When you look to develop enhanced physiology rather than treat pathology, there is a paradigm shift. A Systems Survey includes symptoms and signs that might not ordinarily be significant, but become so, due to a weighted formulas. This information seen through a nutritional filter can reveal nervous system dysfunction, sugar handling symptoms, digestive potency problems, and endocrine imbalances have nutritional etiologies.

As you get a clearer picture of the patient’s physiology, patterns emerge, suggesting nutritional deficiencies, toxic accumulation, and immune burdens. We couple these findings with the Seven Pillars of Health as developed by Dr. Stuart White. They are endocrine, glycemic, pH balancing, immune and inflammatory, circulatory, digestive, and cellular vitality. Each one can be systematically treated so the patient can better achieve their genetic potential.

7. Graston Instruments

Graston instruments were developed in order to break up scar tissue or other connective tissue blockages that normally cannot be detected by hand. It literally lets out a vibration when going over fascia that has defects in it. There are six different instruments each with a specific advantage. Some of the instruments have colorful names such as the handle bar, tongue depressor, protractor, boomerang, and can opener but they all have specific uses.

First you apply the emollient, then as you move the instrument over the problem area, the edge detects and helps removes underlying fascial asymmetry. Graston along with touch, allows an analysis of this hidden but very important matrix of the body. Virtually all cells connect to the fascia, all it has been said, that you get sick through the fascia and also get well through it.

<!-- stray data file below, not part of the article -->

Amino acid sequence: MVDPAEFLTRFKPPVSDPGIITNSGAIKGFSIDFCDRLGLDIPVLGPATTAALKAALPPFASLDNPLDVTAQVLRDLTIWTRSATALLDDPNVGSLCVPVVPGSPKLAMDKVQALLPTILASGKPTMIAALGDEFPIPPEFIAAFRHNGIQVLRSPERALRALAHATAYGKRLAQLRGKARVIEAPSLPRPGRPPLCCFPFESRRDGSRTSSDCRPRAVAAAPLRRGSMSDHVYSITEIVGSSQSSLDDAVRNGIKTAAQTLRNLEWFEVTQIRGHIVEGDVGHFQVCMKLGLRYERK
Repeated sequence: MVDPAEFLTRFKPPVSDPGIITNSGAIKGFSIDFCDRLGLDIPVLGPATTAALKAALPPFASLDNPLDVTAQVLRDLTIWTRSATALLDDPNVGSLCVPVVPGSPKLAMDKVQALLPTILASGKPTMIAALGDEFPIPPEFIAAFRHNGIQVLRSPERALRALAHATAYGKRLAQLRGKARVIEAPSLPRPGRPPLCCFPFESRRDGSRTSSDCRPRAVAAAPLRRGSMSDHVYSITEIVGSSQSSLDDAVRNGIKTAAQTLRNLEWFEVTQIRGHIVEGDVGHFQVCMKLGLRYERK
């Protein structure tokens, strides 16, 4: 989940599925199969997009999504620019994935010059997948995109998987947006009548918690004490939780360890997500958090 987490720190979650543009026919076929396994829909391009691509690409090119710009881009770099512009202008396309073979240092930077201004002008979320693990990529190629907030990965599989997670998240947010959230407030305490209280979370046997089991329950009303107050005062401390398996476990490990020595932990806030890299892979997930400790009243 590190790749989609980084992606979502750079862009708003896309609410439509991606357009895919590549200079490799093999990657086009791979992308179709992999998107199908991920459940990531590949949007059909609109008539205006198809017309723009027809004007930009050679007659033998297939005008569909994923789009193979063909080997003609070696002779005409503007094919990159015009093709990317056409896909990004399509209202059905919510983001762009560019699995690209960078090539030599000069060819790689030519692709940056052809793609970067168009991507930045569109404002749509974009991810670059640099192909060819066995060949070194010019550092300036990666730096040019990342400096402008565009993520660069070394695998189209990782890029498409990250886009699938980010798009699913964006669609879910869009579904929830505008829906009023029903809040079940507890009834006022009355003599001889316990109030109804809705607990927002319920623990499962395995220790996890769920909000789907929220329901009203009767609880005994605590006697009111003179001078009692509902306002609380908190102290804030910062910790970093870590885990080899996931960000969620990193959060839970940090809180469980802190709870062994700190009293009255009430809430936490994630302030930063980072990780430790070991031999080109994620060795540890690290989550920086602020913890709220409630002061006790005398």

8. Acupuncture Needles, Tiashin, Tsubo, Moxabustion and Cupping

Acupuncture theory is predicated on using points near the body surface to balance energy. Most people associate it with the use of specialized needles, and we do indeed use such needles much of the time. Our needles are single use, pre-sterilized ones, that are manufactured in Japan. Generally, the Japanese people are close to the American people in not wanting pain when experiencing acupuncture. Certain other Asian groups prefer stronger stimulation, but we use with our patients what we ourselves prefer Seirins. Seirin needles, use the finest stainless steel available and can be manufactured to the smallest thicknesses imaginable, considerable smaller than a hair’s diameter. They come in an assortment of lengths and thicknesses depending where and how they are to be used.

Needles are an extension of fingers with some advantages. Needles because they can be inserted and left for a period of time and in combination they can be used for a prolonged period of time. Additionally, because of the depth of insertion, different strata can be affected. There are different forms of manual stimulation including pecking, pistoning, and rotation that can be added to straight needling.